There's also a section of the novel set in India and I LOVED everything about it. The sensory descriptions and the movement around the bustling, vivid city were so lovingly rendered, and it was the perfect backdrop for the strong forward pull of emotions and motivations throughout that section. The ending of the novel was pitch-perfect, and subtly and effectively drove home the themes of the novel.
The writing is simply phenomenal. This book has that lovely magic that makes me just unmoor and trust that the author is going to take me on a gorgeous emotional journey. I was expecting romance and got SO much more. Rani’s story is real and powerful and tackles topics of culture collide and toxic relationships that few have done with this amount of grace and nuance.
A stunning debut. I'll be reading everything Rajurkar writes!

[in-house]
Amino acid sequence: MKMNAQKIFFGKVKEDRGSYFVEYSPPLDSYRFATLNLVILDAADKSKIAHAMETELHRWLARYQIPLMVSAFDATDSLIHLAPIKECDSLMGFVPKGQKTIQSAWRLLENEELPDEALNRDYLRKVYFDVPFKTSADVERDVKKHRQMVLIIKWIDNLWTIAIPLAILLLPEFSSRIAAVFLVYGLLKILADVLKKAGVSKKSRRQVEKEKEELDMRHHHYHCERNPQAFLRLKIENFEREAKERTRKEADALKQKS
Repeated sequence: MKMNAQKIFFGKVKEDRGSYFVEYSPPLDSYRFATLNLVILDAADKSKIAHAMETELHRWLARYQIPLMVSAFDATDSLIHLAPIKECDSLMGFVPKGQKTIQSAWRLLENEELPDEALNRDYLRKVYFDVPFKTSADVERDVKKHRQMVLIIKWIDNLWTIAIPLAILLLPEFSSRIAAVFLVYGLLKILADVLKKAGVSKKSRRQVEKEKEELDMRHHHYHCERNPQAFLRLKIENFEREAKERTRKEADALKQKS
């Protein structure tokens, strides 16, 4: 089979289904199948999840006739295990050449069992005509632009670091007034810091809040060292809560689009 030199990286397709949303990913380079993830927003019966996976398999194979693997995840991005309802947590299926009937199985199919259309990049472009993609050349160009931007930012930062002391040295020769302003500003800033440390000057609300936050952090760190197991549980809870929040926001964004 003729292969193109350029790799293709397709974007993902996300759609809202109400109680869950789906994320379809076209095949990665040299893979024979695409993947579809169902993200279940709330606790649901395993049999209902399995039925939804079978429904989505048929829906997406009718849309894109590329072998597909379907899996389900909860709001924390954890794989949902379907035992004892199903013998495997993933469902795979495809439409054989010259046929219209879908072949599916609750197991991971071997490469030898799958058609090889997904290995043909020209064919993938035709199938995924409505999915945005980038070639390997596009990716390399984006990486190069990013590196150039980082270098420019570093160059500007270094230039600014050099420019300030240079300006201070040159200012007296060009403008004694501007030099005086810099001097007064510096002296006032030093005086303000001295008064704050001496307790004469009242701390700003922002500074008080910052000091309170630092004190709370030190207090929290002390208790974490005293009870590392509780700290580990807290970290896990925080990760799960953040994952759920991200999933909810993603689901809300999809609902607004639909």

I have already been recommending this book to everyone I know. It is easy to fall in love with the lead, Rani, and understand that quintessential coming-of-age tension where you are attempting to extricate your own desires from that of your parents. Coupled with a first romance, living within two cultures, the complexities of teen friendship... this book pretty much has it all. I appreciated that my initial thoughts about where this story would take me were quickly shifted and I very much enjoyed being taken on the journey of self-discovery with Rani. . Thanks to Random House Children's and NetGalley for the advanced copy. All opinions my own.
I was lucky enough to get an advanced copy of this book. I loved it! The characters spoke to me. I loved the Rani, an Indian American girl negotiating two cultures and forbidden love. She is spunky and smart. Her boyfriend, her family and best friend are beautifully portrayed.